Reunion 2018: Celebrating Big at Georgetown Law

October 22, 2018

(L-R) Paul R. Dean Alumni Awardees Kathleen Nealon (C’75, L’78), Stephen F. Arcano, Kim Askew (L’83) and Saturo Murase (L’83) with Dean William M. Treanor.

Georgetown Law celebrated in a big way at Reunion 2018: more than 1700 alumni and guests registered for events during October 19-21. Five alumni were honored for their enormous contributions to the profession.

Timothy King (F’89, L’93), the founder, president and CEO of Urban Prep Academies in Chicago, was presented with the Robert F. Drinan, S.J., (L’49, LL.M.’51, H’91) Law Alumni Public Service Award. King created Urban Prep, a network of public college-preparatory

Timothy King (F'89, L'93) accepts the Drinan Public Service Award.

Timothy King (F’89, L’93) accepts the Drinan Public Service Award.

boys’ schools in Chicago (including the nation’s first all-male charter high school) helping African American males from mostly low income families to succeed. One hundred percent of UP graduates have been admitted to four-year colleges and universities.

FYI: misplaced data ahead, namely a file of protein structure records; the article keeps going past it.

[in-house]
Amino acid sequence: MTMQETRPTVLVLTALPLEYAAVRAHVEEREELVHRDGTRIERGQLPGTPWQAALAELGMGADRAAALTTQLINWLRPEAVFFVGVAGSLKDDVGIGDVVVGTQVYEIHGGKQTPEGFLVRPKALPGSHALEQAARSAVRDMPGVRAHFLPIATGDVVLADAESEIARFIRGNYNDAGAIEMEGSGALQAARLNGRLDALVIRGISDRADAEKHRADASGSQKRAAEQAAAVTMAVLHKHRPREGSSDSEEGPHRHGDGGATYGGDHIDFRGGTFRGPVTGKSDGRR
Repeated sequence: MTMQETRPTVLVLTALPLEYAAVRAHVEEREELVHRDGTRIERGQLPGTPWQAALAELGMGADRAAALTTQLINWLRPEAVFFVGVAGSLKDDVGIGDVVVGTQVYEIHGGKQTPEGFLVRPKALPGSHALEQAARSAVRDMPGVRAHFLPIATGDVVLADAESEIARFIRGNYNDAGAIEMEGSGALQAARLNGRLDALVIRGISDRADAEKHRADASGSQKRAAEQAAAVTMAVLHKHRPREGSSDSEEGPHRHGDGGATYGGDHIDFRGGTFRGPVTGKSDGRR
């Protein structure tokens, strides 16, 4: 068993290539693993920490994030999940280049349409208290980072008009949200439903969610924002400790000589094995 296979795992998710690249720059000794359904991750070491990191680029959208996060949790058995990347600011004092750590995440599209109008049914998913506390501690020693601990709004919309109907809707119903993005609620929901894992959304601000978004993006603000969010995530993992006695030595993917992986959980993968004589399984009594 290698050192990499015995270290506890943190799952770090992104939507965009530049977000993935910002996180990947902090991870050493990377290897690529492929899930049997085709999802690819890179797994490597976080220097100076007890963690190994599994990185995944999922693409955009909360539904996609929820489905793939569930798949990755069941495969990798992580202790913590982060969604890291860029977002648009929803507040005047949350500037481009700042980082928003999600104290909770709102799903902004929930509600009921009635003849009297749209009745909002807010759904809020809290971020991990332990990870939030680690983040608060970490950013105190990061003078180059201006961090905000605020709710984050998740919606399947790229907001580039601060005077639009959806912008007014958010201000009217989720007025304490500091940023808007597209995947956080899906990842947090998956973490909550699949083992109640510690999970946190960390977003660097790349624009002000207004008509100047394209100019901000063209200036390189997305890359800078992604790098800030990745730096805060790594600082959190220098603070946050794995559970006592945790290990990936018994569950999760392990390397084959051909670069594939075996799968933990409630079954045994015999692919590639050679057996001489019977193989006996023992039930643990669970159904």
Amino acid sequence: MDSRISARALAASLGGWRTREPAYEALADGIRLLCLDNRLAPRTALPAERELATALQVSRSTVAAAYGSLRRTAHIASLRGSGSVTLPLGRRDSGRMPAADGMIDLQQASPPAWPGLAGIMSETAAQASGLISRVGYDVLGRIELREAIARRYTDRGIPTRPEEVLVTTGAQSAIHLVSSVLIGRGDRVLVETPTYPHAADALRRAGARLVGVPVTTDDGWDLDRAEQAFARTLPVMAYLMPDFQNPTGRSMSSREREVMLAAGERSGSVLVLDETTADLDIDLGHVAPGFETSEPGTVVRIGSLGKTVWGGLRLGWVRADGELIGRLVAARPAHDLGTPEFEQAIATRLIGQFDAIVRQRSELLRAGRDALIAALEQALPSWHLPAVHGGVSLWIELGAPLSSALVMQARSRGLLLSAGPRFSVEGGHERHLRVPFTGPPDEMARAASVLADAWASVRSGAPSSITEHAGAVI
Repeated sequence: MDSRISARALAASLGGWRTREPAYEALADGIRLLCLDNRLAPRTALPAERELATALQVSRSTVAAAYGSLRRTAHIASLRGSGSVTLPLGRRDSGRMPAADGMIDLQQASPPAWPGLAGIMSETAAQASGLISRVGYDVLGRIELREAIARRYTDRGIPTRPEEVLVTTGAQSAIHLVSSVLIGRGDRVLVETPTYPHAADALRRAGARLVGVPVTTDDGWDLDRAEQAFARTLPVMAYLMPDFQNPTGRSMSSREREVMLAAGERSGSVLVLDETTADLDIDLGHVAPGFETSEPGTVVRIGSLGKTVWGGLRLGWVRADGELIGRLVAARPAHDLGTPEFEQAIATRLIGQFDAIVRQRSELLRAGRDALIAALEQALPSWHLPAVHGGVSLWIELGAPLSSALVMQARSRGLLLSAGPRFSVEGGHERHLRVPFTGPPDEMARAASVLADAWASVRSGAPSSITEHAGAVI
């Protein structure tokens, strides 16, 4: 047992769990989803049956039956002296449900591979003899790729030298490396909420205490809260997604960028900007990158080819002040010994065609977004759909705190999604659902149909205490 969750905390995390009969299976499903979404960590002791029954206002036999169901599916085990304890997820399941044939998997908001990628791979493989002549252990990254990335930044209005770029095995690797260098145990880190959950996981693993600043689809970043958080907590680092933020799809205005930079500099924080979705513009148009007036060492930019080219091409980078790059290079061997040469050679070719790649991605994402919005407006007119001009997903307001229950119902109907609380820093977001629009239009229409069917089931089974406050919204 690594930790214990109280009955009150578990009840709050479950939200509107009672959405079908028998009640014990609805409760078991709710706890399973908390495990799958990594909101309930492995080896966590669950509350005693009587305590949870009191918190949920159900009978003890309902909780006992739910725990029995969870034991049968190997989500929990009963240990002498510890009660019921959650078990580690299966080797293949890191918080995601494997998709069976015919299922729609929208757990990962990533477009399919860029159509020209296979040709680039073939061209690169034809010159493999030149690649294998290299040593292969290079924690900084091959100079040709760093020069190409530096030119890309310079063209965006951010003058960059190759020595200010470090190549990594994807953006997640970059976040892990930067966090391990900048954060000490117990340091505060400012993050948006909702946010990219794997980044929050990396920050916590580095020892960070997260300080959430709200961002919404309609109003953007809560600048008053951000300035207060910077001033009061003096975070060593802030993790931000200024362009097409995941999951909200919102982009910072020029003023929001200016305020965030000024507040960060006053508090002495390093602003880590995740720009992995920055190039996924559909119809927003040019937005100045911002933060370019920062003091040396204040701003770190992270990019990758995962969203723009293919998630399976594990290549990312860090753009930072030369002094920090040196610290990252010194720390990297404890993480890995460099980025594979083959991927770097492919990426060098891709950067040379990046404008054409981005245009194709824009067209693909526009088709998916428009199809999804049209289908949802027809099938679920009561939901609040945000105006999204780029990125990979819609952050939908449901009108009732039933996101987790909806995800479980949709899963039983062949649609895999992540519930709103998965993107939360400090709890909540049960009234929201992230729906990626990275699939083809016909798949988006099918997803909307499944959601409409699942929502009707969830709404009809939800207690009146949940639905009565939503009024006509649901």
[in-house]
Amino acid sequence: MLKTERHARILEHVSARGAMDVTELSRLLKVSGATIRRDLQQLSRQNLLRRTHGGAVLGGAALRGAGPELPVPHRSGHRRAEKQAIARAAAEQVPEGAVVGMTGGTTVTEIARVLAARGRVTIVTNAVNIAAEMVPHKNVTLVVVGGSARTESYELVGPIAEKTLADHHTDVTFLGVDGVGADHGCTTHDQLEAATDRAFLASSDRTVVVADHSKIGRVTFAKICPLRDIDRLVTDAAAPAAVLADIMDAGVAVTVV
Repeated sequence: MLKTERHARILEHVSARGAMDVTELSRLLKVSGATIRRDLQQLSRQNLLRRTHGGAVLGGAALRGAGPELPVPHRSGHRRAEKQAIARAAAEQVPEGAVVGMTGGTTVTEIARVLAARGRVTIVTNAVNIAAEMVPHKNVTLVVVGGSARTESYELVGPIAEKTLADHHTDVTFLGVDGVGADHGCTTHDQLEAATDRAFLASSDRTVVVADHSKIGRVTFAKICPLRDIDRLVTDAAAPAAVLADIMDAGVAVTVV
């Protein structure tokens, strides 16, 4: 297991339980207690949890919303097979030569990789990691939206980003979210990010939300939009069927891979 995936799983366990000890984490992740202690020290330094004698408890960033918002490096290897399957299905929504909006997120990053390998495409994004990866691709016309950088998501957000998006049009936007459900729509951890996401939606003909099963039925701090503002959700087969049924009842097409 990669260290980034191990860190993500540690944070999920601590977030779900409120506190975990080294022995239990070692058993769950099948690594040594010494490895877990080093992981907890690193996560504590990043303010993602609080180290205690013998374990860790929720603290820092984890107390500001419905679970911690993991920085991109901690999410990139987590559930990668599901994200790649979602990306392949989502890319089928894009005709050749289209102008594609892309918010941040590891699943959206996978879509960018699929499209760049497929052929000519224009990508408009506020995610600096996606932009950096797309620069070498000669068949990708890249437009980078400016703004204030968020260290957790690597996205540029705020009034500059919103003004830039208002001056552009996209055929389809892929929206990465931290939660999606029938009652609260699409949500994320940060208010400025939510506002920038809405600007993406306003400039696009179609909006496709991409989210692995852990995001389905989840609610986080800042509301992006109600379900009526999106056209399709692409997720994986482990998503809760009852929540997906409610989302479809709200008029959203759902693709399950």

“During his career, Tim King has made contributions of great significance that mirror the dedication to service that Father Drinan himself exemplified…” Dean William M. Treanor said at Saturday night’s Reunion Gala — adding that on a personal level, King stepped up in an extraordinary way when one of his students became orphaned; King became his guardian. “The once homeless young man is now a college graduate.”

The Paul R. Dean Alumni Awards, given annually to Georgetown Law graduates exhibiting leadership to their alma mater and to the legal profession, went to Stephen F. Arcano (F’84, L’88); Kim Askew (L’83); Saturo Murase (L’83); and Kathleen Nealon (C’75, L’78).

Arcano, the global head of Skadden, Arps, Slate, Meager & Flom’s transactions practices, is an adjunct professor at the Law Center and currently serves on its Board of Visitors. Askew, a partner with K&L Gates in Texas, has long been recognized as one of the country’s most outstanding lawyers in commercial litigation; she also serves on the school’s Board of Visitors. Murase is a partner in Mayer Brown’s New York office and a member of the Corporate & Securities practice; he serves on Georgetown Law’s Asian Law Alumni Advisory Board. Nealon, who has enjoyed a long career in international banking, particularly in the U.K., is a member of the European Law Alumni Advisory Board.

Wide shot of the crowd at the National Building Museum for Reunion 2018

For the first time, all of the alumni awardees were selected by classmates and peers, noted David Wochner (F’96, L’02), chair of the Law Alumni Board, at the event. And in a video, all the honorees described how Georgetown Law built the foundation of their success.